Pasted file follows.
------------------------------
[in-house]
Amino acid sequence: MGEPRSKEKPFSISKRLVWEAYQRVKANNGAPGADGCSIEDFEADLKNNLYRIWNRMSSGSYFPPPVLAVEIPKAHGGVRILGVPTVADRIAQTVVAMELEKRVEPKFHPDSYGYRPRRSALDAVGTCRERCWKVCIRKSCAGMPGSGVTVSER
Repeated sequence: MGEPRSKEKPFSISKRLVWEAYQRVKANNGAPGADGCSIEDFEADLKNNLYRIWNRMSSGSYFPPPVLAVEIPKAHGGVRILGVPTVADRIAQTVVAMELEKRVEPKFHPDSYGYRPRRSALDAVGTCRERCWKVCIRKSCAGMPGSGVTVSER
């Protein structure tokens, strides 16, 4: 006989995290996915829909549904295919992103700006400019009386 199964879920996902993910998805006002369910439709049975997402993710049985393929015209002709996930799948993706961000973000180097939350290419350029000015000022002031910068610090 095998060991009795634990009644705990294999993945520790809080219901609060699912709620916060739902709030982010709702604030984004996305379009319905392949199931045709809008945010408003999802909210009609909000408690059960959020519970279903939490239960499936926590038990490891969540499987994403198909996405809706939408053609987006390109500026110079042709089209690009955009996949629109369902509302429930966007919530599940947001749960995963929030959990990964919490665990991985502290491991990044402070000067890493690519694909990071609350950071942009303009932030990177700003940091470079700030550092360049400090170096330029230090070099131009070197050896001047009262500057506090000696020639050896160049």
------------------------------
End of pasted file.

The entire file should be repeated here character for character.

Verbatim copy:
[in-house]
Amino acid sequence: MGEPRSKEKPFSISKRLVWEAYQRVKANNGAPGADGCSIEDFEADLKNNLYRIWNRMSSGSYFPPPVLAVEIPKAHGGVRILGVPTVADRIAQTVVAMELEKRVEPKFHPDSYGYRPRRSALDAVGTCRERCWKVCIRKSCAGMPGSGVTVSER
Repeated sequence: MGEPRSKEKPFSISKRLVWEAYQRVKANNGAPGADGCSIEDFEADLKNNLYRIWNRMSSGSYFPPPVLAVEIPKAHGGVRILGVPTVADRIAQTVVAMELEKRVEPKFHPDSYGYRPRRSALDAVGTCRERCWKVCIRKSCAGMPGSGVTVSER
């Protein structure tokens, strides 16, 4: 006989995290996915829909549904295919992103700006400019009386 199964879920996902993910998805006002369910439709049975997402993710049985393929015209002709996930799948993706961000973000180097939350290419350029000015000022002031910068610090 095998060991009795634990009644705990294999993945520790809080219901609060699912709620916060739902709030982010709702604030984004996305379009319905392949199931045709809008945010408003999802909210009609909000408690059960959020519970279903939490239960499936926590038990490891969540499987994403198909996405809706939408053609987006390109500026110079042709089209690009955009996949629109369902509302429930966007919530599940947001749960995963929030959990990964919490665990991985502290491991990044402070000067890493690519694909990071609350950071942009303009932030990177700003940091470079700030550092360049400090170096330029230090070099131009070197050896001047009262500057506090000696020639050896160049």